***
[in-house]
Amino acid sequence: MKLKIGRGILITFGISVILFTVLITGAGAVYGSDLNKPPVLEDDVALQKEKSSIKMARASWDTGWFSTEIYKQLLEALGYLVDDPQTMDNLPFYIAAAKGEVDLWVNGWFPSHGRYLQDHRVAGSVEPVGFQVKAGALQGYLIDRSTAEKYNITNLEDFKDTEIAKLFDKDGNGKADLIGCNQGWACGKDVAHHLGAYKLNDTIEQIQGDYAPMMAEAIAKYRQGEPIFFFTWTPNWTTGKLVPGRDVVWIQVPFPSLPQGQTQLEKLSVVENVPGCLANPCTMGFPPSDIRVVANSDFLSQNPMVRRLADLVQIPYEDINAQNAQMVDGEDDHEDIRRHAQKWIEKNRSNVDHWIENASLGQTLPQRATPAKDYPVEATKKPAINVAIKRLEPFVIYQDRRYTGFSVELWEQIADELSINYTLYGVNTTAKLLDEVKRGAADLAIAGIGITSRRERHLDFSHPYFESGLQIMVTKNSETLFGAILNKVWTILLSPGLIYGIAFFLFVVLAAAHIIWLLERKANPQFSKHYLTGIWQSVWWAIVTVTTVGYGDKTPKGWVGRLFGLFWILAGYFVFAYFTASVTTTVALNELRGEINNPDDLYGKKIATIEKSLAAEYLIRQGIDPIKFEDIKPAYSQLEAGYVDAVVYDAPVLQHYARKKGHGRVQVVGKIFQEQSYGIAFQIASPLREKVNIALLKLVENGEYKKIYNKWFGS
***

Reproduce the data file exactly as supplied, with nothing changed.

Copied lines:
[in-house]
Amino acid sequence: MKLKIGRGILITFGISVILFTVLITGAGAVYGSDLNKPPVLEDDVALQKEKSSIKMARASWDTGWFSTEIYKQLLEALGYLVDDPQTMDNLPFYIAAAKGEVDLWVNGWFPSHGRYLQDHRVAGSVEPVGFQVKAGALQGYLIDRSTAEKYNITNLEDFKDTEIAKLFDKDGNGKADLIGCNQGWACGKDVAHHLGAYKLNDTIEQIQGDYAPMMAEAIAKYRQGEPIFFFTWTPNWTTGKLVPGRDVVWIQVPFPSLPQGQTQLEKLSVVENVPGCLANPCTMGFPPSDIRVVANSDFLSQNPMVRRLADLVQIPYEDINAQNAQMVDGEDDHEDIRRHAQKWIEKNRSNVDHWIENASLGQTLPQRATPAKDYPVEATKKPAINVAIKRLEPFVIYQDRRYTGFSVELWEQIADELSINYTLYGVNTTAKLLDEVKRGAADLAIAGIGITSRRERHLDFSHPYFESGLQIMVTKNSETLFGAILNKVWTILLSPGLIYGIAFFLFVVLAAAHIIWLLERKANPQFSKHYLTGIWQSVWWAIVTVTTVGYGDKTPKGWVGRLFGLFWILAGYFVFAYFTASVTTTVALNELRGEINNPDDLYGKKIATIEKSLAAEYLIRQGIDPIKFEDIKPAYSQLEAGYVDAVVYDAPVLQHYARKKGHGRVQVVGKIFQEQSYGIAFQIASPLREKVNIALLKLVENGEYKKIYNKWFGS